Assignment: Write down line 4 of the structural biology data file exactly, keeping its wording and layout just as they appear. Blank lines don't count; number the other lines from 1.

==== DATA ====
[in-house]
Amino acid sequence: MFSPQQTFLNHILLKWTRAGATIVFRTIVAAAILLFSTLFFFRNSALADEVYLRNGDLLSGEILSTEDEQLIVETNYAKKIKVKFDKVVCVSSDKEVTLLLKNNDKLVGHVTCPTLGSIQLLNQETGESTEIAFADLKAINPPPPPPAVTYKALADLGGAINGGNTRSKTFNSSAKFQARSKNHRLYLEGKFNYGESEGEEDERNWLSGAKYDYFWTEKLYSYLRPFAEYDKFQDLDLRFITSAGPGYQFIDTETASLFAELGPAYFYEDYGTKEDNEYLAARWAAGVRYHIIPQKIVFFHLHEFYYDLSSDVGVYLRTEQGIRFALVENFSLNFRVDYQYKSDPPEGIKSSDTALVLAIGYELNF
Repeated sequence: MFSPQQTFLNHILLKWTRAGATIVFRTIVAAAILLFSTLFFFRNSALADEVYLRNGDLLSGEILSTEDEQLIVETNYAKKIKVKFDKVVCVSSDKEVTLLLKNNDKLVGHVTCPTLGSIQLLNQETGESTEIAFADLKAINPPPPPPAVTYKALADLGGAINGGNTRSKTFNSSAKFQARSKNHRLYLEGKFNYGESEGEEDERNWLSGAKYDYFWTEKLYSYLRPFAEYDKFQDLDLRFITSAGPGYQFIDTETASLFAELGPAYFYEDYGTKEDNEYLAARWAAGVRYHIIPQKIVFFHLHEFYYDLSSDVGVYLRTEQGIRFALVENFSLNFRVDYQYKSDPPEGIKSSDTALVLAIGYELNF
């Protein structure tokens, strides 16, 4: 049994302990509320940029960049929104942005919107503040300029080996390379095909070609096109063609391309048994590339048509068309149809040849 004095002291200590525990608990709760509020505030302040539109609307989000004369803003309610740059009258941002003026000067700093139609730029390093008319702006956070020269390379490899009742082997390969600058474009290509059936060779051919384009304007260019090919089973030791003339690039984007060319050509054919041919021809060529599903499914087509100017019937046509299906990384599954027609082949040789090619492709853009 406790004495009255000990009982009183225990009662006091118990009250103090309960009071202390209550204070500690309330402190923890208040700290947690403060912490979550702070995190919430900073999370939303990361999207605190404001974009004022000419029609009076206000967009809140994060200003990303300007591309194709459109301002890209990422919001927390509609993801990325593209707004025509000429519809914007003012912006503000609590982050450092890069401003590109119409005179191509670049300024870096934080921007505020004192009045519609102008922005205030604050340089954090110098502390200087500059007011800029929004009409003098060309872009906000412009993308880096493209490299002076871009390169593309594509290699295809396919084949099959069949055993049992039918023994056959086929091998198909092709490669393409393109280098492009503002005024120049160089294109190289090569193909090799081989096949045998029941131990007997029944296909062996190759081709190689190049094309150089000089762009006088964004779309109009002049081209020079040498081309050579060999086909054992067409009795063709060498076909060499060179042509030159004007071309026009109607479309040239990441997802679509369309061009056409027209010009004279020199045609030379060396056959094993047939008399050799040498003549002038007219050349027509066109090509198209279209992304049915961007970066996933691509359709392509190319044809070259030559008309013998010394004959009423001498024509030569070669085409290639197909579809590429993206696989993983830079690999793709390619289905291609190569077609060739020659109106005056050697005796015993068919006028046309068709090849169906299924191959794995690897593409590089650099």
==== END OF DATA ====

């Protein structure tokens, strides 16, 4: 049994302990509320940029960049929104942005919107503040300029080996390379095909070609096109063609391309048994590339048509068309149809040849 004095002291200590525990608990709760509020505030302040539109609307989000004369803003309610740059009258941002003026000067700093139609730029390093008319702006956070020269390379490899009742082997390969600058474009290509059936060779051919384009304007260019090919089973030791003339690039984007060319050509054919041919021809060529599903499914087509100017019937046509299906990384599954027609082949040789090619492709853009 406790004495009255000990009982009183225990009662006091118990009250103090309960009071202390209550204070500690309330402190923890208040700290947690403060912490979550702070995190919430900073999370939303990361999207605190404001974009004022000419029609009076206000967009809140994060200003990303300007591309194709459109301002890209990422919001927390509609993801990325593209707004025509000429519809914007003012912006503000609590982050450092890069401003590109119409005179191509670049300024870096934080921007505020004192009045519609102008922005205030604050340089954090110098502390200087500059007011800029929004009409003098060309872009906000412009993308880096493209490299002076871009390169593309594509290699295809396919084949099959069949055993049992039918023994056959086929091998198909092709490669393409393109280098492009503002005024120049160089294109190289090569193909090799081989096949045998029941131990007997029944296909062996190759081709190689190049094309150089000089762009006088964004779309109009002049081209020079040498081309050579060999086909054992067409009795063709060498076909060499060179042509030159004007071309026009109607479309040239990441997802679509369309061009056409027209010009004279020199045609030379060396056959094993047939008399050799040498003549002038007219050349027509066109090509198209279209992304049915961007970066996933691509359709392509190319044809070259030559008309013998010394004959009423001498024509030569070669085409290639197909579809590429993206696989993983830079690999793709390619289905291609190569077609060739020659109106005056050697005796015993068919006028046309068709090849169906299924191959794995690897593409590089650099």